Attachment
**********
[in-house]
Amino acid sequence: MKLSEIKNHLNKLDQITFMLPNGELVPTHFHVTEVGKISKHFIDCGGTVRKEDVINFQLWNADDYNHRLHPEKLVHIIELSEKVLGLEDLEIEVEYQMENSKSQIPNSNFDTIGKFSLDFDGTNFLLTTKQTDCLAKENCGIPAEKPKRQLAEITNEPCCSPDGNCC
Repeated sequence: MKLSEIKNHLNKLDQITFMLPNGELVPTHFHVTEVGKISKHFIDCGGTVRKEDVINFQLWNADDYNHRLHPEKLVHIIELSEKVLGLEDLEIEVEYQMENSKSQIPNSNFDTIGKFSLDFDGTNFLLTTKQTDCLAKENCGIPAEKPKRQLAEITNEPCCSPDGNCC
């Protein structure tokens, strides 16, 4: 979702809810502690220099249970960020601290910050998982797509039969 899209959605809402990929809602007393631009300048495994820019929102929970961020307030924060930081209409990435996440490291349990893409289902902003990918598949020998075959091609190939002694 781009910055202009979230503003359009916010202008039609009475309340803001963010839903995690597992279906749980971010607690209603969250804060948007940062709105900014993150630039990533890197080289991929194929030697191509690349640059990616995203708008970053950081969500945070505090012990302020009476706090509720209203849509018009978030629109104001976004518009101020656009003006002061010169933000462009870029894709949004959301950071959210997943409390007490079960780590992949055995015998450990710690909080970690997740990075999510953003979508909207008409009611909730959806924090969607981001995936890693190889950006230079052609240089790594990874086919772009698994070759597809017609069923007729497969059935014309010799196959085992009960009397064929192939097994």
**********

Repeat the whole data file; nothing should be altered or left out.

[in-house]
Amino acid sequence: MKLSEIKNHLNKLDQITFMLPNGELVPTHFHVTEVGKISKHFIDCGGTVRKEDVINFQLWNADDYNHRLHPEKLVHIIELSEKVLGLEDLEIEVEYQMENSKSQIPNSNFDTIGKFSLDFDGTNFLLTTKQTDCLAKENCGIPAEKPKRQLAEITNEPCCSPDGNCC
Repeated sequence: MKLSEIKNHLNKLDQITFMLPNGELVPTHFHVTEVGKISKHFIDCGGTVRKEDVINFQLWNADDYNHRLHPEKLVHIIELSEKVLGLEDLEIEVEYQMENSKSQIPNSNFDTIGKFSLDFDGTNFLLTTKQTDCLAKENCGIPAEKPKRQLAEITNEPCCSPDGNCC
């Protein structure tokens, strides 16, 4: 979702809810502690220099249970960020601290910050998982797509039969 899209959605809402990929809602007393631009300048495994820019929102929970961020307030924060930081209409990435996440490291349990893409289902902003990918598949020998075959091609190939002694 781009910055202009979230503003359009916010202008039609009475309340803001963010839903995690597992279906749980971010607690209603969250804060948007940062709105900014993150630039990533890197080289991929194929030697191509690349640059990616995203708008970053950081969500945070505090012990302020009476706090509720209203849509018009978030629109104001976004518009101020656009003006002061010169933000462009870029894709949004959301950071959210997943409390007490079960780590992949055995015998450990710690909080970690997740990075999510953003979508909207008409009611909730959806924090969607981001995936890693190889950006230079052609240089790594990874086919772009698994070759597809017609069923007729497969059935014309010799196959085992009960009397064929192939097994």